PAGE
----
(a) Errors Raised for First Time on Review. The appellate court may refuse to review any claim of error which was not raised in the trial court. However, a party may raise the following claimed errors for the first time in the appellate court: (1) lack of trial court jurisdiction, (2) failure to establish facts upon which relief can be granted, and (3) manifest error affecting a constitutional right. A party or the court may raise at any time the question of appellate court jurisdiction. A party may present a ground for affirming a trial court decision which was not presented to the trial court if the record has been sufficiently developed to fairly consider the ground. A party may raise a claim of error which was not raised by the party in the trial court if another party on the same side of the case has raised the claim of error in the trial court.

(b) Acceptance of Benefits.

(1) Generally. A party may accept the benefits of a trial court decision without losing the right to obtain review of that decision only (i) if the decision is one which is subject to modification by the court making the decision or (ii) if the party gives security as provided in subsection (b)(2) or (iii) if, regardless of the result of the review based solely on the issues raised by the party accepting benefits, the party will be entitled to at least the benefits of the trial court decision or (iv) if the decision is one which divides property in connection with a dissolution of marriage, a legal separation, a declaration of invalidity of marriage, or the dissolution of a meretricious relationship.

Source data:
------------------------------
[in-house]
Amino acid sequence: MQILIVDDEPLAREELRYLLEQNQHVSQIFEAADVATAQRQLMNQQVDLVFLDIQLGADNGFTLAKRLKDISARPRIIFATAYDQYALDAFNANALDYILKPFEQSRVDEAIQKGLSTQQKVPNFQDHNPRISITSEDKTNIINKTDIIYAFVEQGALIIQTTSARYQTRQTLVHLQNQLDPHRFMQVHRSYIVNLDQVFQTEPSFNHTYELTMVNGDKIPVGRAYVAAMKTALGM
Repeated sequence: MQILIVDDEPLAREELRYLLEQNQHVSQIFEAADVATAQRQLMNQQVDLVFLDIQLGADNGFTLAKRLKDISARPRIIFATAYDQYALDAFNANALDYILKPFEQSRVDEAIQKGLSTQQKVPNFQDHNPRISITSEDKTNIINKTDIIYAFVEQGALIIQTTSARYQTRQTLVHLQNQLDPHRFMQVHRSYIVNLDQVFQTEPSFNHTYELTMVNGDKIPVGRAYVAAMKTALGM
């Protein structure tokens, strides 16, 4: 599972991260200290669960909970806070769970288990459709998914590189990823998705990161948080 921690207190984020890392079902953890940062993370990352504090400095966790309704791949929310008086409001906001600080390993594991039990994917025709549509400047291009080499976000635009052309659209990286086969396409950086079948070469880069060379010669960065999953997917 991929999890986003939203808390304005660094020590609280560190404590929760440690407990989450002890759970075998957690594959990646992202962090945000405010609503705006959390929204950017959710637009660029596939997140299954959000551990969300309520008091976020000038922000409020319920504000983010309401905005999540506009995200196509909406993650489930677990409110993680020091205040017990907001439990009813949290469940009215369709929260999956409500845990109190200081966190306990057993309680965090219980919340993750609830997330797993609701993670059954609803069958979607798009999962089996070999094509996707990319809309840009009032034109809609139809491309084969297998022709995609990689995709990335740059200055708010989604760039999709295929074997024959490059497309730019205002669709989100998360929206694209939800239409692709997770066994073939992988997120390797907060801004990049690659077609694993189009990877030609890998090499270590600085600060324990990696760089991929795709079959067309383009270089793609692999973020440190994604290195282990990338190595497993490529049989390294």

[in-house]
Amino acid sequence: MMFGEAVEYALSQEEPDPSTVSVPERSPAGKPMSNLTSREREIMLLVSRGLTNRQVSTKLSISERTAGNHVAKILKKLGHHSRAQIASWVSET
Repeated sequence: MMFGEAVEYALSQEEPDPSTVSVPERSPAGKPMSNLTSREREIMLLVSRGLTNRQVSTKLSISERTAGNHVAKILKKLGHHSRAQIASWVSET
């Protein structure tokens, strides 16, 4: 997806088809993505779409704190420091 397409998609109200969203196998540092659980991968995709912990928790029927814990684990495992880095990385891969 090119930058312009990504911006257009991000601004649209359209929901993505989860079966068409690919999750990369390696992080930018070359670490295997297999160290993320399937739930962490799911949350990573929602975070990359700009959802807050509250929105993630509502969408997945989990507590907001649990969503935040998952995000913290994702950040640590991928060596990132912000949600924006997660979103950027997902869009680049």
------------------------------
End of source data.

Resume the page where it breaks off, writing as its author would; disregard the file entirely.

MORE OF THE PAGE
(2) Security. If a party gives adequate security to make restitution if the decision is reversed or modified, a party may accept the benefits of the decision without losing the right to obtain review of that decision. A party that would otherwise lose the right to obtain review because of the acceptance of benefits shall be given a reasonable period of time to post security to prevent loss of review. The trial court making the decision shall fix the amount and type of security to be given by the party accepting the benefits.

(3) Conflict With Statutes. In the event of any conflict between this section and a statute, the statute governs.

(c) Law of the Case Doctrine Restricted. The following provisions apply if the same case is again before the appellate court following a remand:

(1) Prior Trial Court Action. If a trial court decision is otherwise properly before the appellate court, the appellate court may at the instance of a party review and determine the propriety of a decision of the trial court even though a similar decision was not disputed in an earlier review of the same case.

(2) Prior Appellate Court Decision. The appellate court may at the instance of a party review the propriety of an earlier decision of the appellate court in the same case and, where justice would best be served, decide the case on the basis of the appellate court's opinion of the law at the time of the later review.